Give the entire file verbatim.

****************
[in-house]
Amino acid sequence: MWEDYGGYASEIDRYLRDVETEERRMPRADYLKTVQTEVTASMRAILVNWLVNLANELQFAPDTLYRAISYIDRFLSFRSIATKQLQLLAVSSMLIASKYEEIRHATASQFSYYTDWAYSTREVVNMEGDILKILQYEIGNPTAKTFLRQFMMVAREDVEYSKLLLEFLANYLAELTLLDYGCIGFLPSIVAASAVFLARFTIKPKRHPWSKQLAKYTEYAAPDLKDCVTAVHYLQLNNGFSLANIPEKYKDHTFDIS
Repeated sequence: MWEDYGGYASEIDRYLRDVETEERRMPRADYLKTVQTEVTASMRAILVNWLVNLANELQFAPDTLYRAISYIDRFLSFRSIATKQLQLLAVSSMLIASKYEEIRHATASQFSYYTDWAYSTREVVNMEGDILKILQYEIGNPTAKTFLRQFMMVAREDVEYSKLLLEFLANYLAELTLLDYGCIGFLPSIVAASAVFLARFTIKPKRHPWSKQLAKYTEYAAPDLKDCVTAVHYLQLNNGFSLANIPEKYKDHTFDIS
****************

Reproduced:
[in-house]
Amino acid sequence: MWEDYGGYASEIDRYLRDVETEERRMPRADYLKTVQTEVTASMRAILVNWLVNLANELQFAPDTLYRAISYIDRFLSFRSIATKQLQLLAVSSMLIASKYEEIRHATASQFSYYTDWAYSTREVVNMEGDILKILQYEIGNPTAKTFLRQFMMVAREDVEYSKLLLEFLANYLAELTLLDYGCIGFLPSIVAASAVFLARFTIKPKRHPWSKQLAKYTEYAAPDLKDCVTAVHYLQLNNGFSLANIPEKYKDHTFDIS
Repeated sequence: MWEDYGGYASEIDRYLRDVETEERRMPRADYLKTVQTEVTASMRAILVNWLVNLANELQFAPDTLYRAISYIDRFLSFRSIATKQLQLLAVSSMLIASKYEEIRHATASQFSYYTDWAYSTREVVNMEGDILKILQYEIGNPTAKTFLRQFMMVAREDVEYSKLLLEFLANYLAELTLLDYGCIGFLPSIVAASAVFLARFTIKPKRHPWSKQLAKYTEYAAPDLKDCVTAVHYLQLNNGFSLANIPEKYKDHTFDIS